Estimates of  a marginal acceleration in aggregate regional GDP growth for Asia in 2014 hover arond 5.8%, from 5.5% in 2013. The region has slowed appreciably since 2010-11, when the global economy was growing more strongly and Asia was benefiting from massive post-crisis stimulus in China. Given that the Chinese administration that came to power in 2012 is committed to a long-term rebalancing of the economy (which will entail lower growth),Asia is nit expected to grow at the rates of 2010-11 again. Nevertheless, over the next year, the region's open economies will benefit from a consolidation of the recovery in the US, Europe and Japan. Under our base line scenario of growth of 7.5% in 2014, China will also help to lift activity in emerging Asia. Despite the slowdown in growth rates in China, the economy is much larger today than it was five years ago, which means that it still exerts a powerful, positive impact on its neighbours.


The outlook in India and Indonesia has improved following decisive (and free and fair) elections in May-July. The new governments in both countries promise improved policymaking relative to their predecessors. Neither nation has performed well in the past two years, with growth pulled down by regressive policies, currency depreciation and bouts of rapid consumer price inflation. Even a moderate improvement in performance on the part of the two new governments should generate faster growth and a boost for their biggest Asian trading partners.


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opportunities in Asia.

Our Consultancy services help prepare investors for opportunities in East Asia by providing an understanding of:

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Insights on India's Economy

September 29th, 2014

  • The Indian economy looks more robust now than it did a year ago, when it was buffeted by capital flight and a collapse in the rupee. Nevertheless, at 5.9% year on year on an expenditure basis, growth in January-march remained poor by pre-global crisis standards. The new government unveiled its first budget in mid-July, but its ability to boost growth through a new round of state spending will limited by the weak state of the public purse.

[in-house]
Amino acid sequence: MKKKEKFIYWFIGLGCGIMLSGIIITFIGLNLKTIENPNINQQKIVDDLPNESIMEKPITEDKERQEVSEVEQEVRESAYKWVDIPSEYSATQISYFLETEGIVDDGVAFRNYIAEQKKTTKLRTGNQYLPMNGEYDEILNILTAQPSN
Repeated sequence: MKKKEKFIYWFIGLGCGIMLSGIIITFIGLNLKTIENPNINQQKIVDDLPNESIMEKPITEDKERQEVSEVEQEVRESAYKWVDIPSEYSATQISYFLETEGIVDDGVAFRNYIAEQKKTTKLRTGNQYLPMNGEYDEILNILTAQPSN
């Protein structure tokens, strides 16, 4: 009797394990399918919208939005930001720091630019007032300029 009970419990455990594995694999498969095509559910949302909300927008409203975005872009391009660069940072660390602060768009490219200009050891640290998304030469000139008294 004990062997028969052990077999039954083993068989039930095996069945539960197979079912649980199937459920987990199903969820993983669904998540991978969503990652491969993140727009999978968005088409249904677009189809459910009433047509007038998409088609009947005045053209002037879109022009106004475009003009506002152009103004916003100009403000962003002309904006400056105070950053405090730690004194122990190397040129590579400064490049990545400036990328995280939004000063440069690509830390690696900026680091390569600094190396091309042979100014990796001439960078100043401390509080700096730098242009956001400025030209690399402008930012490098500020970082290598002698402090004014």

• India’s economic growth over the last decade has been quite remarkable: real GDP growth was approximately 8% annually over that period, driven by a combination of rising investment as well as consumption demand and greater productivity growth.


  • The new government’s emphatic election victory in May has lifted some of the gloom that has hung over India’s economy in recent years. There are a number of ways in which the country’s new leaders can make a difference. While there is only limited scope for policy loosening, structural reforms that address the constraints on India’s economy would go a long way towards kick-starting growth.

  • India will play an increasing role in the global economy as demand from a growing working-age population will continue to drive consumption demand. We estimate that over the next decade as this population earns, consumes and saves more, these factors could contribute about 4% annually to India's GDP.
  • The country's demographic dividend will be substantial over the next couple of decades. India will add about 110 million workers to its labor force over that time, which is more than the U.S., China, Russia and Japan will add combined.


  • Governance is going to be a critical challenge and has been over the past few years, and the way India resolves it would also affect its potential growth rates. A lot is being done, but it remains to be seen whether these changes will have a material impact on the economy's growth over time.